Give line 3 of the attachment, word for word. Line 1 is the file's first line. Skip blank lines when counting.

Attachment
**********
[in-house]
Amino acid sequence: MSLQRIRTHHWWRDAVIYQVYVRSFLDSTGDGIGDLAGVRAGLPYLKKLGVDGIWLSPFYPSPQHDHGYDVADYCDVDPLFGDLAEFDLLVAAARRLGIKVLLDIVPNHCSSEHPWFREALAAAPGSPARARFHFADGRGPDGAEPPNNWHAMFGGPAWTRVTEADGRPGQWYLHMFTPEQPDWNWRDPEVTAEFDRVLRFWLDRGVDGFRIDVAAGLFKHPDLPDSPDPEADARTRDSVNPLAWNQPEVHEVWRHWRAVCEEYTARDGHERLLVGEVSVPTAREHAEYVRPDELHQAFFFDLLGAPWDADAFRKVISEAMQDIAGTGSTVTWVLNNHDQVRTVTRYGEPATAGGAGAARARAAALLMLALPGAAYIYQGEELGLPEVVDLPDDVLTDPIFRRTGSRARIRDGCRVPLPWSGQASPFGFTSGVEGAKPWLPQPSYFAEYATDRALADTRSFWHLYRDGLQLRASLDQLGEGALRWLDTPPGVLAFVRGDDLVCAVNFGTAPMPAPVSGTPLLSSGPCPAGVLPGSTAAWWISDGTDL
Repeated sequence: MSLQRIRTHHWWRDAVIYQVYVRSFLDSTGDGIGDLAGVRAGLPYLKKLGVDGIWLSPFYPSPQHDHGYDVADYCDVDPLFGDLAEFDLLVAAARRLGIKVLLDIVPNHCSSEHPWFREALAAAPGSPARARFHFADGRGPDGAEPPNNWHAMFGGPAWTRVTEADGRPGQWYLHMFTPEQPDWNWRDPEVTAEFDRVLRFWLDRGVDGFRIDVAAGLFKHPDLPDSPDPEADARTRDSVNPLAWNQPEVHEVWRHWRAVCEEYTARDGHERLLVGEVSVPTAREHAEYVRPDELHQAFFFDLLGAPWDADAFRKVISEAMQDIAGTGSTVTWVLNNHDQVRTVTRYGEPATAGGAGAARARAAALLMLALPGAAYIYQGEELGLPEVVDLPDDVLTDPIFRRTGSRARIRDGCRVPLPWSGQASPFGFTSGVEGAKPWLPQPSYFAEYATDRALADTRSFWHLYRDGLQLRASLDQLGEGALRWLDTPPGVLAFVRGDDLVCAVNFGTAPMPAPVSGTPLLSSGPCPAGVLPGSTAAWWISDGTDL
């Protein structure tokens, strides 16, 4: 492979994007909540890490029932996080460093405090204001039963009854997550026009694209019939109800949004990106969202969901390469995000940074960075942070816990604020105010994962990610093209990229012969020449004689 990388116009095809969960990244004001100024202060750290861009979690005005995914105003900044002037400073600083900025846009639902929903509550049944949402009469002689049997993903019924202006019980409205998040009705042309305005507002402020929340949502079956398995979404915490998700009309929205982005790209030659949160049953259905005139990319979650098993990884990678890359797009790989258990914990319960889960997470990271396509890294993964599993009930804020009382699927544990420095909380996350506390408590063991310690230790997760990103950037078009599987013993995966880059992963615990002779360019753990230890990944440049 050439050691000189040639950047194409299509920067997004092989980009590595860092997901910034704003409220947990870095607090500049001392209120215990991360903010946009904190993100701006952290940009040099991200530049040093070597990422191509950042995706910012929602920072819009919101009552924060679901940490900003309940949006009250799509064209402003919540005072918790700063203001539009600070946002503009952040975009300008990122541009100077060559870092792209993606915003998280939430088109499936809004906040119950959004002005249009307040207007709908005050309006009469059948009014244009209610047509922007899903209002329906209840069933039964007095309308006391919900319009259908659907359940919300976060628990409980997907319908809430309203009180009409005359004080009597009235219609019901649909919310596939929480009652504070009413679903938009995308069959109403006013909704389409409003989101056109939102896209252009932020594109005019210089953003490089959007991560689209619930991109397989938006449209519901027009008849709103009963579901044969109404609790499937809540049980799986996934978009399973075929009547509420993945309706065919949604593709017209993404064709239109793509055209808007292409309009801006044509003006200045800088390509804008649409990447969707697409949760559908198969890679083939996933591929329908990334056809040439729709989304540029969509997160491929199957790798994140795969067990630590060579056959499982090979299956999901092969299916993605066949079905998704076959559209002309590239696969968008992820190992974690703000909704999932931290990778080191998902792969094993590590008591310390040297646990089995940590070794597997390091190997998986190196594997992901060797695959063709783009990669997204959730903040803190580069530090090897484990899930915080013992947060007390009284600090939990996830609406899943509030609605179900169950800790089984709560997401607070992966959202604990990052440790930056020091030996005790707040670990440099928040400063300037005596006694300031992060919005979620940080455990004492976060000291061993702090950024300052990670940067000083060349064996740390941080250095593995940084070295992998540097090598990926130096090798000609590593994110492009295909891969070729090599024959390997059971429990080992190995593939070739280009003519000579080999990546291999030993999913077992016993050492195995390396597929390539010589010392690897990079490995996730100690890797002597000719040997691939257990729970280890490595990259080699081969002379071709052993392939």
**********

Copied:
Repeated sequence: MSLQRIRTHHWWRDAVIYQVYVRSFLDSTGDGIGDLAGVRAGLPYLKKLGVDGIWLSPFYPSPQHDHGYDVADYCDVDPLFGDLAEFDLLVAAARRLGIKVLLDIVPNHCSSEHPWFREALAAAPGSPARARFHFADGRGPDGAEPPNNWHAMFGGPAWTRVTEADGRPGQWYLHMFTPEQPDWNWRDPEVTAEFDRVLRFWLDRGVDGFRIDVAAGLFKHPDLPDSPDPEADARTRDSVNPLAWNQPEVHEVWRHWRAVCEEYTARDGHERLLVGEVSVPTAREHAEYVRPDELHQAFFFDLLGAPWDADAFRKVISEAMQDIAGTGSTVTWVLNNHDQVRTVTRYGEPATAGGAGAARARAAALLMLALPGAAYIYQGEELGLPEVVDLPDDVLTDPIFRRTGSRARIRDGCRVPLPWSGQASPFGFTSGVEGAKPWLPQPSYFAEYATDRALADTRSFWHLYRDGLQLRASLDQLGEGALRWLDTPPGVLAFVRGDDLVCAVNFGTAPMPAPVSGTPLLSSGPCPAGVLPGSTAAWWISDGTDL